dc.description.abstract<table><tr><td colspan="2" class="item-title">Building Clinical Skills in Nurse Educator Students</td></tr><tr class="item-sponsor"><td class="label">Conference Sponsor:</td><td class="value">Midwest Nursing Research Society</td></tr><tr class="item-year"><td class="label">Conference Year:</td><td class="value">2005</td></tr><tr class="item-author"><td class="label">Author:</td><td class="value">Gresley, Ruth, PhD, MSN, BSN, RN</td></tr><tr class="item-institute"><td class="label">P.I. Institution Name:</td><td class="value">Concordia University Wisconsin</td></tr><tr class="item-author-title"><td class="label">Title:</td><td class="value">Dean</td></tr><tr class="item-address"><td class="label">Contact Address:</td><td class="value">School of Human Services, 12800 N. Lake Shore Drive, Mequon, WI, 53097, USA</td></tr><tr class="item-phone"><td class="label">Contact Telephone:</td><td class="value">262-243-4452</td></tr><tr class="item-email"><td class="label">Email:</td><td class="value">ruth.gresley@cuw.edu</td></tr><tr><td colspan="2" class="item-abstract">In the current climate of a nursing shortage, the lack of well <br/> qualified nursing faculty to prepare nurses is a significant problem. An <br/> assumption can be made that nurse educators need advanced practice <br/> clinical skills as well as high quality teaching skills. The purpose of <br/> this qualitative study was to evaluate the effectiveness of a graduate <br/> nurse educator clinical skill building practicum from the student <br/> perspective. Constructivism which supports that students need to build <br/> their own knowledge was the theoretical framework. The first NE practicum <br/> course allowed students to develop their own learning objectives, and seek <br/> experiences that would meet the objectives and promote clinical learning <br/> at an advanced practice level. Students were directed to &quot;Go out and do <br/> things that improve your clinical knowledge. Fill in the holes in your <br/> knowledge about nursing practice&quot;. Each of the eight graduate nursing <br/> students kept a reflective journal that included the nature of the <br/> clinical experiences and the learning that was occurring. The design for <br/> the study was based on the phenomenologic tradition of describing lived <br/> experience and the perceptions to which it gives rise. Data about the <br/> learning experiences were collected from journal entries, individual <br/> interviews and group responses from class. Data were analyzed for common <br/> themes and identification of perspectives about the clinical learning <br/> experiences. The findings from this study support that graduate nurse <br/> educator students can develop appropriate learning experiences when they <br/> are allowed to identify their own learning needs, objectives and clinical <br/> experiences. The themes identified in the data reflect perspectives of <br/> growth that occurred when students are allowed to be free to learn. Future <br/> work can revolve around developing learning experiences that enable <br/> students to take more responsibility for their learning and developing <br/> effective methods for evaluating the learning that has occurred.</td></tr></table>en_GB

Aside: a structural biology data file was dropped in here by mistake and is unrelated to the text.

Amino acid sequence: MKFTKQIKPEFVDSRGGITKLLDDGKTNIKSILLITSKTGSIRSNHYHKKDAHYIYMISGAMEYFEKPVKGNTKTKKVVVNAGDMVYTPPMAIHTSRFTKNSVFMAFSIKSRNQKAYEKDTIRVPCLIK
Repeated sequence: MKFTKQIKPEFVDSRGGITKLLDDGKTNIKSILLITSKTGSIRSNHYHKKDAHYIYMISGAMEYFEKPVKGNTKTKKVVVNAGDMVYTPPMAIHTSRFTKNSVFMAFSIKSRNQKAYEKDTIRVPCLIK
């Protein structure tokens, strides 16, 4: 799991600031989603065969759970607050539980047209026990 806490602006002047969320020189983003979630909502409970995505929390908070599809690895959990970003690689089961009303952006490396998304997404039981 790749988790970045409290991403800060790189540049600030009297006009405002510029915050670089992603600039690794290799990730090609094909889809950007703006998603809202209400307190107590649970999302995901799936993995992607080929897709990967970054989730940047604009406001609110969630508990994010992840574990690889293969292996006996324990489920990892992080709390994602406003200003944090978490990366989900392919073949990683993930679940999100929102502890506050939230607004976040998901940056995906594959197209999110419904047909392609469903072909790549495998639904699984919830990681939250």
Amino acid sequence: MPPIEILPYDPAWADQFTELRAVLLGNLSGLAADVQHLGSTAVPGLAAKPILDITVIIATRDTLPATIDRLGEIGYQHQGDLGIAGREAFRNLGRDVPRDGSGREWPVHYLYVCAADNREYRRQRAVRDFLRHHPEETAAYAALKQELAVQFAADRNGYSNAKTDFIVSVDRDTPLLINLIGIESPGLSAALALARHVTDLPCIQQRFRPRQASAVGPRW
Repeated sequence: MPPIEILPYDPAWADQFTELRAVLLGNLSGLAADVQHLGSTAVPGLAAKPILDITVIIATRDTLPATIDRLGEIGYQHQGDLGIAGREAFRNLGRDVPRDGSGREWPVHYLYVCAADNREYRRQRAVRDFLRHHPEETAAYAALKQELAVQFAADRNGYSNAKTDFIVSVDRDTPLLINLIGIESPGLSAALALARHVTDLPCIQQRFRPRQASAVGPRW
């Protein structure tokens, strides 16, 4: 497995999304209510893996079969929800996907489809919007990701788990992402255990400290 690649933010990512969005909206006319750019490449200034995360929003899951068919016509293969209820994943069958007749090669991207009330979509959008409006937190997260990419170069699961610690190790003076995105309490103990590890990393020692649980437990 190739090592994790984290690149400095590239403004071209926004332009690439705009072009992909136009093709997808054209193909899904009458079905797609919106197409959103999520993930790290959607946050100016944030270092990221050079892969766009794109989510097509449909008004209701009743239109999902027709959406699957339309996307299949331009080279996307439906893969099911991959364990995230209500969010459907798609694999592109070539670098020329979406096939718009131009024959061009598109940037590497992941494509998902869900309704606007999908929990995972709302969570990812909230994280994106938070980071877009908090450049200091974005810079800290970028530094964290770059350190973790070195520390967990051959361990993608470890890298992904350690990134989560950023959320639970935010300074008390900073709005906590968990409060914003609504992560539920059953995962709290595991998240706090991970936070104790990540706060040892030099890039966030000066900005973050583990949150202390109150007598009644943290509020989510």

dc.date.available2011-10-26T22:51:38Z-
dc.date.issued2011-10-17en_GB
dc.date.accessioned2011-10-26T22:51:38Z-
dc.description.sponsorshipMidwest Nursing Research Societyen_GB